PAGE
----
Toowoomba and surrounds

Alfesta 2020 will be held in and around Toowoomba, approximately 130 kilometres (90 minutes) west of Brisbane. The City of Toowoomba crowns the edge of the Great Dividing Range 700 meters above sea level, overlooking the Lockyer Valley.

View from the Toowoomba plateau

A Brief History of Toowoomba

The indigenous tribes of the Jagera, Giabal and Jarowair people inhabited the Darling Downs for at least 40,000 years before European settlement. Europeans began exploring and settling in the area from 1816 onwards. The first settlement was around Drayton and, by the 1840s, it had grown to the point where it had its own newspaper shop, general store, trading post and the Royal Bull's Head Inn.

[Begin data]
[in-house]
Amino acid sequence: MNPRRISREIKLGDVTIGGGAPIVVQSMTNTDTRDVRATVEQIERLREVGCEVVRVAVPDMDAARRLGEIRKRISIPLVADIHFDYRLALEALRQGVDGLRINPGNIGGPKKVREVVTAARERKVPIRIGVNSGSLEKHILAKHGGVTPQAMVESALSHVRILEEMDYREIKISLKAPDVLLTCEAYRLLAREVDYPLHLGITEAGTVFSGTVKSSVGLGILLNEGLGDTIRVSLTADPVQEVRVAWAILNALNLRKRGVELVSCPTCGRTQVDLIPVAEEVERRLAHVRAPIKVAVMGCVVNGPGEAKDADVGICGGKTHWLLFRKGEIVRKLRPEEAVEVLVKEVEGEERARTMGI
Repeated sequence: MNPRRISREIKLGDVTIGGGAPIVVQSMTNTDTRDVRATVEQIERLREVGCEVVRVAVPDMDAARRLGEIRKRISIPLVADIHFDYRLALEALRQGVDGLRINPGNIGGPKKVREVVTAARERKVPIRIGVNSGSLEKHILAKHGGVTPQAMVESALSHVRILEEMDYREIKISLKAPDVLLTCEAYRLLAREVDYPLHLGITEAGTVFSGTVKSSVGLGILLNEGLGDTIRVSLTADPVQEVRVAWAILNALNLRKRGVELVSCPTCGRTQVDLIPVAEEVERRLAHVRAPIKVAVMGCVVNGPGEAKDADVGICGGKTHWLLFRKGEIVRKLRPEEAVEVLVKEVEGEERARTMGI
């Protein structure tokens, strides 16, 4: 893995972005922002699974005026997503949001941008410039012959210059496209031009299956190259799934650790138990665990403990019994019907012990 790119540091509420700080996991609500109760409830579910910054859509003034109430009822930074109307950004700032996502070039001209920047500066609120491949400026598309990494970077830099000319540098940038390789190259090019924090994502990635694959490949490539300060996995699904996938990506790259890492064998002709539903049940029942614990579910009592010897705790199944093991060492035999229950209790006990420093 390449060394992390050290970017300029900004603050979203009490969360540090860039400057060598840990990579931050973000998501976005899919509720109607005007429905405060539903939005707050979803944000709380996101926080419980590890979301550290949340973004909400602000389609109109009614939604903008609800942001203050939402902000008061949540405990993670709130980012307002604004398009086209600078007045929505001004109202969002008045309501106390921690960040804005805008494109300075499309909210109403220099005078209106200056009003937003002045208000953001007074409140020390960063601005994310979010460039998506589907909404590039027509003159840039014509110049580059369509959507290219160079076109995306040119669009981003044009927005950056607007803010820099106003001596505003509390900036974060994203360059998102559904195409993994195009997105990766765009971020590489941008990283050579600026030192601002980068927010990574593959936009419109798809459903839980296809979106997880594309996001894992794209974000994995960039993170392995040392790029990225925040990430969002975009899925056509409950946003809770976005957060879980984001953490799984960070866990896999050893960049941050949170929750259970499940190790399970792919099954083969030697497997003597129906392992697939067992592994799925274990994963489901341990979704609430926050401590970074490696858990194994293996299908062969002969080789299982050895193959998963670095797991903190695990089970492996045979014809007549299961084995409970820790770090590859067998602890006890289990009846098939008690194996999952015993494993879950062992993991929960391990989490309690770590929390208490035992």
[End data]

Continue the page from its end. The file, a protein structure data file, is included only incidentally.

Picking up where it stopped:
In 1849, work began on draining swampy land to the west of Drayton and this area was developed into useful farming land. The new settlement became known as Toowoomba. By 1858 Toowoomba was growing fast. It had a population of 700, three hotels and many stores.

Japanese Garden

The first council election took place in 1861 and the telegraph connection to Brisbane was established in 1862. Between 1868 and 1886, several new railway lines from Toowoomba were opened. Throughout the 21st century the city prospered with new hospitals, large industrial buildings and education facilities established.

Today, Toowoomba is known as Queensland’s Garden City and boasts more than 150 parks and gardens.

One of the few places in Queensland where you can properly experience all four seasons, from March to May mellow tints of red and gold mark the autumn showing. At this time, daytime temperatures average around 24 degrees, while nights cool down to about 14 degrees.

Toowoomba has many heritage-listed buidings and by strolling around the  city centre you can discover many well-restored examples. The surrounding district also has many examples of historic buildings and sites of interest.

Check out our sightseeing suggestions

Toowoomba heritage buildings